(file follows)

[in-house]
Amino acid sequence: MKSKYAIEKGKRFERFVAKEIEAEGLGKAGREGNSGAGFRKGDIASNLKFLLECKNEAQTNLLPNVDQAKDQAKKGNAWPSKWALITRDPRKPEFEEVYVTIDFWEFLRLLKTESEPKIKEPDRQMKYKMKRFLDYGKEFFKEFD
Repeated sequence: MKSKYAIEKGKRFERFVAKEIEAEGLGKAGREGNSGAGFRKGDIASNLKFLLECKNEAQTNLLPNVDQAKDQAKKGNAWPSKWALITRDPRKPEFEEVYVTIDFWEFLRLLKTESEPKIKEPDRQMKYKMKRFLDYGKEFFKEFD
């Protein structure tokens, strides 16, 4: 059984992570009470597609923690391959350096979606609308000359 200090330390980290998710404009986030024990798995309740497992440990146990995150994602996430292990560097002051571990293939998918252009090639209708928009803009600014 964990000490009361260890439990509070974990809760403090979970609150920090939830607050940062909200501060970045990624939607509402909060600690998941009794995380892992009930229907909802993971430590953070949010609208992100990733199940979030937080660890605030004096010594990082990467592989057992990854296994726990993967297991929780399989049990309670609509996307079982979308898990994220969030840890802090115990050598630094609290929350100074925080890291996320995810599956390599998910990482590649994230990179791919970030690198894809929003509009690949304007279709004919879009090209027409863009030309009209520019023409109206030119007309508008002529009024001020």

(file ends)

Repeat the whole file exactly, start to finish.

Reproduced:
[in-house]
Amino acid sequence: MKSKYAIEKGKRFERFVAKEIEAEGLGKAGREGNSGAGFRKGDIASNLKFLLECKNEAQTNLLPNVDQAKDQAKKGNAWPSKWALITRDPRKPEFEEVYVTIDFWEFLRLLKTESEPKIKEPDRQMKYKMKRFLDYGKEFFKEFD
Repeated sequence: MKSKYAIEKGKRFERFVAKEIEAEGLGKAGREGNSGAGFRKGDIASNLKFLLECKNEAQTNLLPNVDQAKDQAKKGNAWPSKWALITRDPRKPEFEEVYVTIDFWEFLRLLKTESEPKIKEPDRQMKYKMKRFLDYGKEFFKEFD
């Protein structure tokens, strides 16, 4: 059984992570009470597609923690391959350096979606609308000359 200090330390980290998710404009986030024990798995309740497992440990146990995150994602996430292990560097002051571990293939998918252009090639209708928009803009600014 964990000490009361260890439990509070974990809760403090979970609150920090939830607050940062909200501060970045990624939607509402909060600690998941009794995380892992009930229907909802993971430590953070949010609208992100990733199940979030937080660890605030004096010594990082990467592989057992990854296994726990993967297991929780399989049990309670609509996307079982979308898990994220969030840890802090115990050598630094609290929350100074925080890291996320995810599956390599998910990482590649994230990179791919970030690198894809929003509009690949304007279709004919879009090209027409863009030309009209520019023409109206030119007309508008002529009024001020």